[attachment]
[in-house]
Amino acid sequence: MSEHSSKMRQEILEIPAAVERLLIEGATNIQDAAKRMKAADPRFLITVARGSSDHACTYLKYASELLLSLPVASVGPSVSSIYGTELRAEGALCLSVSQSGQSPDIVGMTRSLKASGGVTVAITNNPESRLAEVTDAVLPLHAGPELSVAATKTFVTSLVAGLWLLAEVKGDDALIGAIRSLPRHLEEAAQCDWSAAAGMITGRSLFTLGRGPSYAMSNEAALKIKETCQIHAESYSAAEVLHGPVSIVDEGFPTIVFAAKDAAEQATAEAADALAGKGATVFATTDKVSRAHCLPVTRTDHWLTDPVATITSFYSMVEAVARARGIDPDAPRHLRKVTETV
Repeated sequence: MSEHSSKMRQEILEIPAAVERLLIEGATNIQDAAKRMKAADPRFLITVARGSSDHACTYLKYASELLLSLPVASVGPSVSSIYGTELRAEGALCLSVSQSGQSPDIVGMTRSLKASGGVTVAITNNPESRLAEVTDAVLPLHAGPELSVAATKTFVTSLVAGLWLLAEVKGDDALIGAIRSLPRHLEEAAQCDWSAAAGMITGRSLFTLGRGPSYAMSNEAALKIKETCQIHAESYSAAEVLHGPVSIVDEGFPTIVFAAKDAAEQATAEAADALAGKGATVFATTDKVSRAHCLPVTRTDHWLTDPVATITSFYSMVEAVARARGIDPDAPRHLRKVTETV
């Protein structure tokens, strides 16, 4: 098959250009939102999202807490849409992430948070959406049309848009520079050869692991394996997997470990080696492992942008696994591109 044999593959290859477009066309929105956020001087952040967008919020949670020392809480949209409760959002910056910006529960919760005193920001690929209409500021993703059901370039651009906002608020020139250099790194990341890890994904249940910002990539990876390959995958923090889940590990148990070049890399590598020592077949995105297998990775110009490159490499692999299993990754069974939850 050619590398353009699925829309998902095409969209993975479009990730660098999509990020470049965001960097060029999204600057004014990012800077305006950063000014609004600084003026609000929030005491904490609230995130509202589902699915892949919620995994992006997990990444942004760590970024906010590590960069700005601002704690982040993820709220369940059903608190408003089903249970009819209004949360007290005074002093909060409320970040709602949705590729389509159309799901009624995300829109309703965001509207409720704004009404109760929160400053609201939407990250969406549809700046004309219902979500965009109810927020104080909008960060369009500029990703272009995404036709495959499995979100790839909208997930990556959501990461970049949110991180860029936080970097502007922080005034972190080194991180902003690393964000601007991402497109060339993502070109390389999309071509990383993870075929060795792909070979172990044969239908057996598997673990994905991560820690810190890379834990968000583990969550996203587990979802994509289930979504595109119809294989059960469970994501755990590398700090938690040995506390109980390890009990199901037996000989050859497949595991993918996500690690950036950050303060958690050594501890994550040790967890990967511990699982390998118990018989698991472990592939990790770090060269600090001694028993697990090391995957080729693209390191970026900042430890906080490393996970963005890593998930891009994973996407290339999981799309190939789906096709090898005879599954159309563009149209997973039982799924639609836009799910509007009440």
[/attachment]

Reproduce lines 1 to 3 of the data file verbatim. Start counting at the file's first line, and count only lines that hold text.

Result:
[in-house]
Amino acid sequence: MSEHSSKMRQEILEIPAAVERLLIEGATNIQDAAKRMKAADPRFLITVARGSSDHACTYLKYASELLLSLPVASVGPSVSSIYGTELRAEGALCLSVSQSGQSPDIVGMTRSLKASGGVTVAITNNPESRLAEVTDAVLPLHAGPELSVAATKTFVTSLVAGLWLLAEVKGDDALIGAIRSLPRHLEEAAQCDWSAAAGMITGRSLFTLGRGPSYAMSNEAALKIKETCQIHAESYSAAEVLHGPVSIVDEGFPTIVFAAKDAAEQATAEAADALAGKGATVFATTDKVSRAHCLPVTRTDHWLTDPVATITSFYSMVEAVARARGIDPDAPRHLRKVTETV
Repeated sequence: MSEHSSKMRQEILEIPAAVERLLIEGATNIQDAAKRMKAADPRFLITVARGSSDHACTYLKYASELLLSLPVASVGPSVSSIYGTELRAEGALCLSVSQSGQSPDIVGMTRSLKASGGVTVAITNNPESRLAEVTDAVLPLHAGPELSVAATKTFVTSLVAGLWLLAEVKGDDALIGAIRSLPRHLEEAAQCDWSAAAGMITGRSLFTLGRGPSYAMSNEAALKIKETCQIHAESYSAAEVLHGPVSIVDEGFPTIVFAAKDAAEQATAEAADALAGKGATVFATTDKVSRAHCLPVTRTDHWLTDPVATITSFYSMVEAVARARGIDPDAPRHLRKVTETV